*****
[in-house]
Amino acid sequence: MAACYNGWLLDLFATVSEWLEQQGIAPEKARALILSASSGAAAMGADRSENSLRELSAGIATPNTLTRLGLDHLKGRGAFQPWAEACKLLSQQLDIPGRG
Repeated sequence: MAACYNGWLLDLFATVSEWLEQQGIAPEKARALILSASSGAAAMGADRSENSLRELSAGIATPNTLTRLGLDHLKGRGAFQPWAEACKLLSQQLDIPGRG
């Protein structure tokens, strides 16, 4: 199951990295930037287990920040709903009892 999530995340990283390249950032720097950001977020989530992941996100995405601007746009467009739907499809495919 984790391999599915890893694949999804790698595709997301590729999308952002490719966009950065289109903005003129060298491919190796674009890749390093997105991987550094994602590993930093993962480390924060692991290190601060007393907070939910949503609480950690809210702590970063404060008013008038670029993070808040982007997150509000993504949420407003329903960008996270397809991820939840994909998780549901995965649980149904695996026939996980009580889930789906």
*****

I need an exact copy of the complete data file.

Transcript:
[in-house]
Amino acid sequence: MAACYNGWLLDLFATVSEWLEQQGIAPEKARALILSASSGAAAMGADRSENSLRELSAGIATPNTLTRLGLDHLKGRGAFQPWAEACKLLSQQLDIPGRG
Repeated sequence: MAACYNGWLLDLFATVSEWLEQQGIAPEKARALILSASSGAAAMGADRSENSLRELSAGIATPNTLTRLGLDHLKGRGAFQPWAEACKLLSQQLDIPGRG
């Protein structure tokens, strides 16, 4: 199951990295930037287990920040709903009892 999530995340990283390249950032720097950001977020989530992941996100995405601007746009467009739907499809495919 984790391999599915890893694949999804790698595709997301590729999308952002490719966009950065289109903005003129060298491919190796674009890749390093997105991987550094994602590993930093993962480390924060692991290190601060007393907070939910949503609480950690809210702590970063404060008013008038670029993070808040982007997150509000993504949420407003329903960008996270397809991820939840994909998780549901995965649980149904695996026939996980009580889930789906």